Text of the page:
Scenic Vista™ View with Care

Scenic Vista™ View with Care

Ever walked up to the edge of a cliff to see the grand vista and been warned to stay away from the edge? That warning could also be applied to the new Microsoft Vista™ operating system. If you haven't yet heard about it, Vista is Microsoft's replacement for Windows XP. This article is the 2nd in a series on Vista. Here are two reasons to be very careful before choosing Vista.

  1. Will your current software work in Vista? Many companies both large and small rely on custom software to run their business. Whether its inventory, customer management, or sales you need software to do your day to day work. Often this is old software that is supplied by your corporate office, vendor, or by the franchise. Many companies are learning that Vista works completely different than older versions of Windows (XP, 2000, ME etc.) This means that the old software needs to be completely rewritten. Few companies willingly spend this money. Another consideration is personal software. If you are using old freeware programs to make documents, convert files or pictures, FTP, VPN etc. make sure there is a Vista version before switching.
  2. Can you even get Windows XP on a new PC or install XP on a Vista machine? Most new PCs in stores now come with Vista. Be very careful about buying one of these if you need XP. I have found that manufacturers are not writing XP drivers for new machines. This means that you will have great difficulty in converting a new Vista machine to XP! You may not be able to get everything working in XP. For example: after converting a laptop to XP I was unable to get the sound to work!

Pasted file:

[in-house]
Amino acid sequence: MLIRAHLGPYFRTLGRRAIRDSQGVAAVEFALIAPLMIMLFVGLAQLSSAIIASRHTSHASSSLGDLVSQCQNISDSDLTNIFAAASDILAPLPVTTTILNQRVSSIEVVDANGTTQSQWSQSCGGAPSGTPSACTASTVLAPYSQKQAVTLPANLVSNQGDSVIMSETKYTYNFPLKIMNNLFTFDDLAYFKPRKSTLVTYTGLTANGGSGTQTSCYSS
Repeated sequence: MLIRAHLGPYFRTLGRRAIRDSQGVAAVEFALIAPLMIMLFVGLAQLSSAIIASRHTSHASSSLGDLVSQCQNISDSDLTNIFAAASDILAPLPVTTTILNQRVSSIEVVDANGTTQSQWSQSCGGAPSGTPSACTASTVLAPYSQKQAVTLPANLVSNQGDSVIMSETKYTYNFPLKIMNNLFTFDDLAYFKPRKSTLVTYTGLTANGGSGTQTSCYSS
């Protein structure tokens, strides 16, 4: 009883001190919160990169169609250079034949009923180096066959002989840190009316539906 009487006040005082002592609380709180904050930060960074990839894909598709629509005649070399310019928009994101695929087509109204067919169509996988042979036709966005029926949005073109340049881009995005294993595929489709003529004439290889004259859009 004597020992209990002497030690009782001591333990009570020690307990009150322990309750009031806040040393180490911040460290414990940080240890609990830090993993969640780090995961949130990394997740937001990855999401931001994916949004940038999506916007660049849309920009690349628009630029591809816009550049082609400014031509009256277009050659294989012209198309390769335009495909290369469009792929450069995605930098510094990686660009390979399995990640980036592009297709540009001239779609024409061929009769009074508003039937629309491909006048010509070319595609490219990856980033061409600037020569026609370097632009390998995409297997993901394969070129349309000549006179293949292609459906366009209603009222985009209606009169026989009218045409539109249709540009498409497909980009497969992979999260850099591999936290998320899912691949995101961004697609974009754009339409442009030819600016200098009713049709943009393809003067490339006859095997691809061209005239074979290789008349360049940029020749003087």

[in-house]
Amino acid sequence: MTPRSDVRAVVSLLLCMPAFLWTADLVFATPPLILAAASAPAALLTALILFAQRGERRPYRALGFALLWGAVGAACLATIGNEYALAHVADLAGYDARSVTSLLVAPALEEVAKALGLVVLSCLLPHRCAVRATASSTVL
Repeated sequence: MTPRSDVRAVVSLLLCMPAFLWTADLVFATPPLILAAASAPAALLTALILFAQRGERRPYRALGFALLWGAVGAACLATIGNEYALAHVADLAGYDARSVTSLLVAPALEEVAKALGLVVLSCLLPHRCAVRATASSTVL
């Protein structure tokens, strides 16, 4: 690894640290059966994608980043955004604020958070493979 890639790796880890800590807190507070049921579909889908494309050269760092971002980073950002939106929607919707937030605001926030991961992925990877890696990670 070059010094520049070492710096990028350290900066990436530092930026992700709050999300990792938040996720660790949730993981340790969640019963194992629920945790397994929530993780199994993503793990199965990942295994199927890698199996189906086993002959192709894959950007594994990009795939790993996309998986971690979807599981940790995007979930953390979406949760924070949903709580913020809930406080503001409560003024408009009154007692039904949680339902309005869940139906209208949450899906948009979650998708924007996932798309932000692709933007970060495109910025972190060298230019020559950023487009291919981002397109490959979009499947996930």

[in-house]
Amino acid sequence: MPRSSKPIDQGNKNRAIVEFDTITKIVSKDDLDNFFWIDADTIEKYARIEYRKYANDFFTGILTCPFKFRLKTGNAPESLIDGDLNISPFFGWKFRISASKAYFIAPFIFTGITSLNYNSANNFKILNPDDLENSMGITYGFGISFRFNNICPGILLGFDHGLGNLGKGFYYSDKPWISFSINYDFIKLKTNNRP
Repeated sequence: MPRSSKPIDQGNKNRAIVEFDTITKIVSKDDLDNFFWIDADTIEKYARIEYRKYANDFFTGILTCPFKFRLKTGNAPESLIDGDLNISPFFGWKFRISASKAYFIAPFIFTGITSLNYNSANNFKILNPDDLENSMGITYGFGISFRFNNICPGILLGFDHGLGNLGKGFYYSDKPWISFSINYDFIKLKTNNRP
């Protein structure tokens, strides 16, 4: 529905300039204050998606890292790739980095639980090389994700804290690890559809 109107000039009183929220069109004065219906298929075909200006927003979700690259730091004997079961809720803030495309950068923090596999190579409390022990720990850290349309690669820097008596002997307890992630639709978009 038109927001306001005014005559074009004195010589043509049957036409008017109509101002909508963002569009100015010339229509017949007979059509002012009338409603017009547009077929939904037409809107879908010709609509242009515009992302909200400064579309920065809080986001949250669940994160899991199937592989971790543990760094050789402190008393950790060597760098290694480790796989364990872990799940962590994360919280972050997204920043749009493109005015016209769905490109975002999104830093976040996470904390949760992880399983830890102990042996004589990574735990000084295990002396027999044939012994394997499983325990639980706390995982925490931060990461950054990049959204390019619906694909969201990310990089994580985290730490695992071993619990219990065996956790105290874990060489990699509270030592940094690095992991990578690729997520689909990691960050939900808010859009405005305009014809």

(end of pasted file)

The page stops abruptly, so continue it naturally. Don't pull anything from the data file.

Quick Tip-Bits: Stick with Windows XP for now until Microsoft has had time to fix most of the bugs. Microsoft has already announced Service Pack 1 (SP1) for Vista will come out in October. This will also give manufacturers time to write good Vista drivers for their products.

I would consider buying a used PC that already has XP loaded or having a custom PC built for you with a clean install of XP. A custom PC costs more up front but has fewer problems over its life and will last longer than a "name brand". PC Bits can help you with either choice.

If you have any questions please call Dean Hancy.

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